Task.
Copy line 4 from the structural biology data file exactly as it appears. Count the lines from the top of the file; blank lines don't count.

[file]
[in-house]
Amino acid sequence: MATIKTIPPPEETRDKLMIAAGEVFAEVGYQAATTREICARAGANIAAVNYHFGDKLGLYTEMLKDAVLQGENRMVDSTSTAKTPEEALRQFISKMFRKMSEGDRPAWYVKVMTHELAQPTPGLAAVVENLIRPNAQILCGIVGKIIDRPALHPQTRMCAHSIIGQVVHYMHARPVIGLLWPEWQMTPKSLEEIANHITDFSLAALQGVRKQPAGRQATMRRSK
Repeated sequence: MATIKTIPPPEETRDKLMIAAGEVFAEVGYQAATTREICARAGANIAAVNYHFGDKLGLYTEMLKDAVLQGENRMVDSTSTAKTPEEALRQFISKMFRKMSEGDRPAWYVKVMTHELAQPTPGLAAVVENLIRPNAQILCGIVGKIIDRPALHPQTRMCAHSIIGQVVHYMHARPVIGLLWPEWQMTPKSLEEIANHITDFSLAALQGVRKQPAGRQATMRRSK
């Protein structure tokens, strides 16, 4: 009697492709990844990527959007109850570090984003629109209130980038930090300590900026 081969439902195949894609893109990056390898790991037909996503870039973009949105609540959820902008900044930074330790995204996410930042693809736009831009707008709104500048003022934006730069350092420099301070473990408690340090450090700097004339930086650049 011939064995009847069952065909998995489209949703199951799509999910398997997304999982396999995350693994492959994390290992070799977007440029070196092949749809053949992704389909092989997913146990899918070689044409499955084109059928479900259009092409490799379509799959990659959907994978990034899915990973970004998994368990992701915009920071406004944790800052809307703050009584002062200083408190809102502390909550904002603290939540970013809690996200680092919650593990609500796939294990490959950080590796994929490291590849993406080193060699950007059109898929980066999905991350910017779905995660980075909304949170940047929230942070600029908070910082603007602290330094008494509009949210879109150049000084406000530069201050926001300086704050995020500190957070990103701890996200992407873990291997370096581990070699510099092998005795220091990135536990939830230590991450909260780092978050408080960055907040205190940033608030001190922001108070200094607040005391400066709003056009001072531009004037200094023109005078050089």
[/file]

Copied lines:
């Protein structure tokens, strides 16, 4: 009697492709990844990527959007109850570090984003629109209130980038930090300590900026 081969439902195949894609893109990056390898790991037909996503870039973009949105609540959820902008900044930074330790995204996410930042693809736009831009707008709104500048003022934006730069350092420099301070473990408690340090450090700097004339930086650049 011939064995009847069952065909998995489209949703199951799509999910398997997304999982396999995350693994492959994390290992070799977007440029070196092949749809053949992704389909092989997913146990899918070689044409499955084109059928479900259009092409490799379509799959990659959907994978990034899915990973970004998994368990992701915009920071406004944790800052809307703050009584002062200083408190809102502390909550904002603290939540970013809690996200680092919650593990609500796939294990490959950080590796994929490291590849993406080193060699950007059109898929980066999905991350910017779905995660980075909304949170940047929230942070600029908070910082603007602290330094008494509009949210879109150049000084406000530069201050926001300086704050995020500190957070990103701890996200992407873990291997370096581990070699510099092998005795220091990135536990939830230590991450909260780092978050408080960055907040205190940033608030001190922001108070200094607040005391400066709003056009001072531009004037200094023109005078050089």